Exploring Vaccine Implementation for Gavi Graduating Countries: Bhutan’s Rotavirus Vaccine Economic Evaluation

by Alia Luz
Category : Hot Topics, In-Country Experience, Research in Focus

Post-graduation from Gavi support in 2016, the Bhutan Health Trust Fund took up investment for vaccine provision in the country according to its mandate. The Fund also aims to “eliminate financing uncertainties for priority core components of the Primary Health Care Services out of the income generated from the investment of the Fund” and “achieve self-reliance in the Primary Health Care Sector (Bhutan Health Trust Fund, 23 December 2018.” With this and other changes in the country, Bhutan has been improving its systems and capacity to conduct HTA to ensure that their resource allocation and decisions are value-for-money and evidence-informed. The Essential Medicines and Technologies Division (EMTD) under the Department of Medical Services of the Bhutanese Ministry of Health has been performing this function. With support from Health Intervention and Technology Assessment Program (HITAP), International Decision Support Initiative (iDSI), and the World Health Organization (WHO), the Division conducted the pneumococcal conjugate vaccine (PCV) economic evaluation in 2016-2017 (1), which resulted in the inclusion of the vaccine in the national immunization programme in 2018 (Pneumococcal Conjugate Vaccines Now Introduced in Bhutan, 23 December 2018).

Following this successful study, Bhutan’s High Level Committee is beginning to explore the use of HTA for their decision-making on interventions. They have turned their attention to address diarrhea, which is one of the major disease burdens in the country, especially for children under five years of age (2). Rotavirus has been shown as the leading cause of diarrhea (3-9). To address this, they commissioned the EMTD to conduct an economic evaluation of the rotavirus vaccine, which has been shown as effective and good value-for-money in many settings, now implemented in 96 low-and-middle income countries as of 2018. However, there are several products in the market and the government seeks to introduce the best, most appropriate option for Bhutan.

With the EMTD requesting support, a team from HITAP, the Mahidol Oxford Tropical Unit (MORU), and PATH are collaborating with the EMTD team to conduct a 6-month economic evaluation study for inclusion of the rotavirus vaccine in the Bhutan’s national immunization programme. The study is supported through both iDSI and PATH. The study will evaluate the cost-effectiveness of RotaTeq, Rotarix, ROTAVAC, and ROTASIIL using ProVac’s UNIVAC model as well as the corresponding budget impact and human health resource needs (10). A stakeholder consultation meeting for the proposal was conducted on December 14, 2018, in Thimphu, with a positive and supportive reception from the stakeholders.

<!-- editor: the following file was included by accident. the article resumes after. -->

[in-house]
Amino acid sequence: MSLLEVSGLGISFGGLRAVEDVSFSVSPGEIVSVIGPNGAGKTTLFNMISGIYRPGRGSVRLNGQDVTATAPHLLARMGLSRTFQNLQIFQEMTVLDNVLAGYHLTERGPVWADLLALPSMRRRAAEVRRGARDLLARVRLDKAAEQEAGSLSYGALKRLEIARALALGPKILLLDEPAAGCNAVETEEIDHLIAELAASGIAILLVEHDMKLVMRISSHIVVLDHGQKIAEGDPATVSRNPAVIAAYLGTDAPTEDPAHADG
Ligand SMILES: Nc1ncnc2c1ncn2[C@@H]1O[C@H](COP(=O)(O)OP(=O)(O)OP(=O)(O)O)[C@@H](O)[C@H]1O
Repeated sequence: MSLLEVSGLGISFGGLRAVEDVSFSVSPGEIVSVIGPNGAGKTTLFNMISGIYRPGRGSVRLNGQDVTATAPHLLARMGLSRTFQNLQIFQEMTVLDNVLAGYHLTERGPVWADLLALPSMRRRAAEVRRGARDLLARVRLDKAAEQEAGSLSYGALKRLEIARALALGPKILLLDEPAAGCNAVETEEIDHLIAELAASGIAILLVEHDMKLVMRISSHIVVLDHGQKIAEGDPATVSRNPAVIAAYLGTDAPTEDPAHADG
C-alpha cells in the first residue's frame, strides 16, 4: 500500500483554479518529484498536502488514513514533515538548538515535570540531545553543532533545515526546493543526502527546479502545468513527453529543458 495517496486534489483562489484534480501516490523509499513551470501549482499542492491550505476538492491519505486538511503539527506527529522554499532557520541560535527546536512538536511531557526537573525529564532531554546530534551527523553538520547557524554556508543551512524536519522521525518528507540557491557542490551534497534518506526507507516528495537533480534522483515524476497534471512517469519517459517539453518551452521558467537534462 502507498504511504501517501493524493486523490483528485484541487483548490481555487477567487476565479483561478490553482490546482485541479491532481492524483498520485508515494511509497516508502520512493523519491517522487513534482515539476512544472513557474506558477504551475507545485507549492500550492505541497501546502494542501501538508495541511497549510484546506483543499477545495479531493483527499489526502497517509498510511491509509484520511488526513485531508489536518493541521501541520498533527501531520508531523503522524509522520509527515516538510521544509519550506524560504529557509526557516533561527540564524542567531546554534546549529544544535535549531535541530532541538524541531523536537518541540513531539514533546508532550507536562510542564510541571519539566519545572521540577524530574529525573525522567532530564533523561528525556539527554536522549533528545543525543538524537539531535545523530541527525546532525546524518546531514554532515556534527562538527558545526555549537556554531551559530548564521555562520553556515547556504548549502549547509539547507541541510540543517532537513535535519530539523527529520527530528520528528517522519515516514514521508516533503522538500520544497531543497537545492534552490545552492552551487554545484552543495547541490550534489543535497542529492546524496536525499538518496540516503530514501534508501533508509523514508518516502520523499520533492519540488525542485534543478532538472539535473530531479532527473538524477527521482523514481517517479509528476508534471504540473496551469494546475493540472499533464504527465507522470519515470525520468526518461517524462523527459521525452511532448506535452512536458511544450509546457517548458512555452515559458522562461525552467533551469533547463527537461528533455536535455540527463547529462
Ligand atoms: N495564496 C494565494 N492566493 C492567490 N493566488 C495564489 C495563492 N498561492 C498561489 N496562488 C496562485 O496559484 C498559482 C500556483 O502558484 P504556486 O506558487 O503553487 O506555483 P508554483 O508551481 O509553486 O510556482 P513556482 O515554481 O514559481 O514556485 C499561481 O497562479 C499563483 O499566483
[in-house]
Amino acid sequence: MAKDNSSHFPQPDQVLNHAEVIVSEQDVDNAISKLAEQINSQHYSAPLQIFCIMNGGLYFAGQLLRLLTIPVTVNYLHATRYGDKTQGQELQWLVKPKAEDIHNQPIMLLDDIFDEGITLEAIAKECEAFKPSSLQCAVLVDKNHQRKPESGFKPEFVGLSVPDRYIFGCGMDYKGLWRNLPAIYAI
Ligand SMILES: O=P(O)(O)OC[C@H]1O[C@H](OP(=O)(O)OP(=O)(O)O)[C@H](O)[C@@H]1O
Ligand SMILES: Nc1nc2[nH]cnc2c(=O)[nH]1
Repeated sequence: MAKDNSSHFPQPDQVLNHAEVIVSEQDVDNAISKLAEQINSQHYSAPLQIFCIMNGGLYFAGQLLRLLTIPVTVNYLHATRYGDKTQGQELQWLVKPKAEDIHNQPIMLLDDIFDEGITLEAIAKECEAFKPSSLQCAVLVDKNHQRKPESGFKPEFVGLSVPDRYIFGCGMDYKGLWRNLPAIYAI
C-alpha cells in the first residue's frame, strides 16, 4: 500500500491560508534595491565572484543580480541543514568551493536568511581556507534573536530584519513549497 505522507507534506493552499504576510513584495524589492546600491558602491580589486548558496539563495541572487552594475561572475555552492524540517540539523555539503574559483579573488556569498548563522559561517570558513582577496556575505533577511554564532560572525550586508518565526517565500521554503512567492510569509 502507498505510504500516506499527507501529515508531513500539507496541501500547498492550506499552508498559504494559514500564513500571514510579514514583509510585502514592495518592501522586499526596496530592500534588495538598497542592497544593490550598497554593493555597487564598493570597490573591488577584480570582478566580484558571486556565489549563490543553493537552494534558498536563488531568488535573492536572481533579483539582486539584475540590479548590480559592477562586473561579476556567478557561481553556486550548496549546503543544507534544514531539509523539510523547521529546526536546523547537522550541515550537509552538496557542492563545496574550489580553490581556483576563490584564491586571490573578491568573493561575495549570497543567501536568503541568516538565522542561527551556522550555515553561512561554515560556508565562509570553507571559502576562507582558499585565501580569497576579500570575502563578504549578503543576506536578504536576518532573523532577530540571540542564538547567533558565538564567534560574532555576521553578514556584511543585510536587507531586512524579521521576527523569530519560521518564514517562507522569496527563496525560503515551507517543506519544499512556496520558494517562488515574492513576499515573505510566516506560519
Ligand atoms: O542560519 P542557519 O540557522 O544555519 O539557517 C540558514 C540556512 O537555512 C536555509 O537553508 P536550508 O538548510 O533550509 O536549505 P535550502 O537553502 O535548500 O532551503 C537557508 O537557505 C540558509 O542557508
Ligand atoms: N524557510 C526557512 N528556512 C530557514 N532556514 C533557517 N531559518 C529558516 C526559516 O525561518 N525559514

This study will provide stakeholders and decision-makers with an understanding of the most cost-effective option for Bhutan, with the possibility of exploring the price at which the country can afford to pay for the vaccine. While Gavi’s access price is still currently used for the current programmes, the transition process may prompt changes to this in the future, making this information crucial for the Bhutan Health Trust Fund. Encouragingly, the Fund and the Bhutanese Ministry of Health are also matching the support from external partners to provide technical assistance with their funding to the EMTD for the study, showing strong commitment to ensure that decisions are made rationally.

While many countries, like Bhutan, are starting to use economic evaluation for new vaccines, this begs the question on whether the vaccines currently in national implementation programmes are also affordable at the market price. With governments on track to transitioning from Gavi support, value-for-money evidence of Gavi vaccine investments is increasingly examined, especially in terms of their sustainability post-Gavi support (11). While Gavi programs have contributed immensely to the infrastructure and human resource development and access to medicines in their partner countries, future programs could benefit from incorporating lessons-learned from those that are currently in the transition phase.



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